My daughter Eden is slow. I know that sounds negative. It feels almost like a betrayal to write it. Our world rarely welcomes slowness. But Eden, who is nine years old and has Down syndrome, remains unaware of the need to rush. Ever. This morning she walked out of the house with mismatched mittens, me pushing her from behind and her dad ushering her forward, one bus driver and forty kids waiting for her to cross the street. With hat askew and her backpack slipping off her shoulder, she stopped in the driveway, took a deep breath, and said, "Isn't it beautiful out today? It's really not too bad!"
Charming now. Infuriating then.
I do love the idea of slow food, slow reading, slow and thoughtful living. But not on a Monday morning. Because on Monday, or any school day, I don't want my children to live slowly. I want them to get up, get dressed, and catch the bus so I don't need to wait in the jumble of cars outside their school and then stand in the Parent Line of Shame to receive tardy slips.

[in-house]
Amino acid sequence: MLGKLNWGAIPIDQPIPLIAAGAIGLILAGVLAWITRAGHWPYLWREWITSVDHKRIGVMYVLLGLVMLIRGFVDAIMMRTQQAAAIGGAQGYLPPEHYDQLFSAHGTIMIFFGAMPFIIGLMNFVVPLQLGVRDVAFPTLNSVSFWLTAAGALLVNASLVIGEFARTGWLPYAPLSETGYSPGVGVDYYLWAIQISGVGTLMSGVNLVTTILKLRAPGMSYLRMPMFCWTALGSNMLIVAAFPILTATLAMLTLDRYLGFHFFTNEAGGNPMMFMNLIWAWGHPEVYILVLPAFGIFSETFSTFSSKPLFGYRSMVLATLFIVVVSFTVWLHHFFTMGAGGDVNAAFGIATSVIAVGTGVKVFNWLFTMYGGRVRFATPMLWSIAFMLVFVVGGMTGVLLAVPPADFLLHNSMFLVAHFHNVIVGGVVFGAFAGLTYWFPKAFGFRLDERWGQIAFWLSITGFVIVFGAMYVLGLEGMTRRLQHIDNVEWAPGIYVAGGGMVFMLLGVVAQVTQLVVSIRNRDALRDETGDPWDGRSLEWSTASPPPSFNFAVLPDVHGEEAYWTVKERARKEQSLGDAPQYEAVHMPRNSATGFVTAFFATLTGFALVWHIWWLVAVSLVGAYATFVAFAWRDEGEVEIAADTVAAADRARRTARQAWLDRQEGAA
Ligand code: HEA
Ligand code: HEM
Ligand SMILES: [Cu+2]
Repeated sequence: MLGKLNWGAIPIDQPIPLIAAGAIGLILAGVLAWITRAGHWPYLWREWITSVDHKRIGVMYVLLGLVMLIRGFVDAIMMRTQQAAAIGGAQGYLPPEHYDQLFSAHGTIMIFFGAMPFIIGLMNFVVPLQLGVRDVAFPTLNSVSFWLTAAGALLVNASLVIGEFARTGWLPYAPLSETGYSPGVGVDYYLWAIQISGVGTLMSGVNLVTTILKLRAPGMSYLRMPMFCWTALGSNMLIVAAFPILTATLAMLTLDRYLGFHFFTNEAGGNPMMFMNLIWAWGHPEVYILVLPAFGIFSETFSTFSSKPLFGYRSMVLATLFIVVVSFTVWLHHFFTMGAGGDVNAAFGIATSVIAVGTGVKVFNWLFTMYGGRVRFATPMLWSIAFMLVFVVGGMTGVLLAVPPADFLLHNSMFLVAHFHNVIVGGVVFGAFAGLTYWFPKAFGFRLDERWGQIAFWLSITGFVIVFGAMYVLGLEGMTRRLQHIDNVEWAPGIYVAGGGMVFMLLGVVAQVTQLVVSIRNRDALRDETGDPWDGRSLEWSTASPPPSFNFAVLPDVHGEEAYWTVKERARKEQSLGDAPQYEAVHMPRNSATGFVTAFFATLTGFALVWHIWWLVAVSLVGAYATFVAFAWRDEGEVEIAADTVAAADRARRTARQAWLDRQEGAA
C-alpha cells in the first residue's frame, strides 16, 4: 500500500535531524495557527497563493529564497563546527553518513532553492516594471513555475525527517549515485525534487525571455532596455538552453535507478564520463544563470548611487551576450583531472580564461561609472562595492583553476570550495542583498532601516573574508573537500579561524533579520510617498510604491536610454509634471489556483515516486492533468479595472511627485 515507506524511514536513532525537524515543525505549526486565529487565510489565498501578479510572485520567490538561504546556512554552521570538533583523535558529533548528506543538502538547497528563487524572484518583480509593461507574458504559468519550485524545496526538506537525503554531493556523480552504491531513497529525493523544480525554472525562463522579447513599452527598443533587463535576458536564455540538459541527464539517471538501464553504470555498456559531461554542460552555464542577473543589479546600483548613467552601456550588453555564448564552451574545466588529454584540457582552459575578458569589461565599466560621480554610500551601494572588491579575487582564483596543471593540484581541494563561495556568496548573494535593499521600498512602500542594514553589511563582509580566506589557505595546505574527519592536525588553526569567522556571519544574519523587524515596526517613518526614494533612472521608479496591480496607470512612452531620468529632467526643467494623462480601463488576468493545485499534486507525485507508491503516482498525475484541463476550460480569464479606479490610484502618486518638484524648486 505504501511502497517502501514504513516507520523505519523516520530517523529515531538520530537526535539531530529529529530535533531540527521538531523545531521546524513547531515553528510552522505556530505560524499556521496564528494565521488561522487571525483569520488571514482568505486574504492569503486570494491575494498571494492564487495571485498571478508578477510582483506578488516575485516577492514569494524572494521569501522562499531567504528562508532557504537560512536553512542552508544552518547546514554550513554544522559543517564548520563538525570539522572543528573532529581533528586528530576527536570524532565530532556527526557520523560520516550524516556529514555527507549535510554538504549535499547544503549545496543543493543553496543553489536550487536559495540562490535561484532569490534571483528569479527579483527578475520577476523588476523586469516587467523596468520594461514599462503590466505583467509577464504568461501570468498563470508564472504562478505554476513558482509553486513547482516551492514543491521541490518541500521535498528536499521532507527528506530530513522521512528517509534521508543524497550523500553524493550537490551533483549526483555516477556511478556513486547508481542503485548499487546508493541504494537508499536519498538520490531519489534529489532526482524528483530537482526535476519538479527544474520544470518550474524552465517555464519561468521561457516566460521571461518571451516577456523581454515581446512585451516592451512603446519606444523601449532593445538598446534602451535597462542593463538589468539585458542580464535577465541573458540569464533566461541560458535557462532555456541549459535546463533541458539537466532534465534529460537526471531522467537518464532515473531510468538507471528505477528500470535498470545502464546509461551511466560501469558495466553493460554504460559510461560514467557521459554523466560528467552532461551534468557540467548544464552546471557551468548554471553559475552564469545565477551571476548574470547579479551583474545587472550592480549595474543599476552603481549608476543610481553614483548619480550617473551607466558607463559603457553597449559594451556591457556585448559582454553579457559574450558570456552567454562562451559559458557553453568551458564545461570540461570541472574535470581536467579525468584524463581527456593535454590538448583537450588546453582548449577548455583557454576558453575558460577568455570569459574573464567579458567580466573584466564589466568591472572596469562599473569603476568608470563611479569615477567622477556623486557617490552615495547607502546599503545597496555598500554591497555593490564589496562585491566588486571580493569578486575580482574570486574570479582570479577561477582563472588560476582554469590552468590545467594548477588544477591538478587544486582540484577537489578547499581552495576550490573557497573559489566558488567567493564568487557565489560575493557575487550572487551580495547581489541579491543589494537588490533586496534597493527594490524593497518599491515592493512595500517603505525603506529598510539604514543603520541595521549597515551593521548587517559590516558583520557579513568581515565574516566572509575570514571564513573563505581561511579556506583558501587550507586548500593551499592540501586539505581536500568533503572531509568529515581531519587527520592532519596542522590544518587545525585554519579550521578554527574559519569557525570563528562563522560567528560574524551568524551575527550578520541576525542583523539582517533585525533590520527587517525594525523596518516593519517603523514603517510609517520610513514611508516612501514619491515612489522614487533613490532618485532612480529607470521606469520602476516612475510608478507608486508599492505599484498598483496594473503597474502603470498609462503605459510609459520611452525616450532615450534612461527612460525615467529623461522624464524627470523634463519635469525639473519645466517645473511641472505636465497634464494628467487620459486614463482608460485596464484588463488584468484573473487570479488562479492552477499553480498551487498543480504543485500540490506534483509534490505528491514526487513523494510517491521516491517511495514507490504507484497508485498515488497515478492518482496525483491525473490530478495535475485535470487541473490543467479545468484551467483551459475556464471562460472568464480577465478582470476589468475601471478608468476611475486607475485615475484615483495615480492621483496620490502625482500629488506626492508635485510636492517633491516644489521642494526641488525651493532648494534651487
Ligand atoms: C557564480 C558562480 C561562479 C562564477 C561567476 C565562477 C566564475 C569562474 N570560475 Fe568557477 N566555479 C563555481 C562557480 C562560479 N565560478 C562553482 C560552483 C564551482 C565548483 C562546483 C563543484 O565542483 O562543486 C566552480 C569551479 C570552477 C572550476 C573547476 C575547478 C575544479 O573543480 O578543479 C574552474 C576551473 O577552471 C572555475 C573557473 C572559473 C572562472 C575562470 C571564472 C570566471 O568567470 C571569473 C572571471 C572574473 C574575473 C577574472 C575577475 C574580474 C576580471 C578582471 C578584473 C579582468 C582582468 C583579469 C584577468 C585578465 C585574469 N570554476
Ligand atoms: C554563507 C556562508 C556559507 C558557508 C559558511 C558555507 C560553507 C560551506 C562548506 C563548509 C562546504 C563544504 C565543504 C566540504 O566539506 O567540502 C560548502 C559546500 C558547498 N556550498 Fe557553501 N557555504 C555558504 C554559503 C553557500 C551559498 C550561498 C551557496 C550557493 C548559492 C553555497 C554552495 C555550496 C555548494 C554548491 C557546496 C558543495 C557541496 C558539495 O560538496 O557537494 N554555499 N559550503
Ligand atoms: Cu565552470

One morning a few weeks ago we were close to being on time for the bus without even having to wave for the driver to wait. Then Eden noticed a piece of paper on the ground and decided she should throw it away. Just seconds from stepping out the door, she turned toward the wastebasket while talking to the piece of trash in her hand.
"We'll just go over here, okay? I'm going to put you in here before I go to school."
Then she showed her imaginary friends how to throw something away. In great detail. I felt my body tense as I waited to see her hand let go of that paper. I called to her, but her imaginary friends spoke more loudly. And I was torn, as always, between wanting to cherish who Eden is and wanting to help her work within daily realities.
[Read the rest of the post at Thin Places.]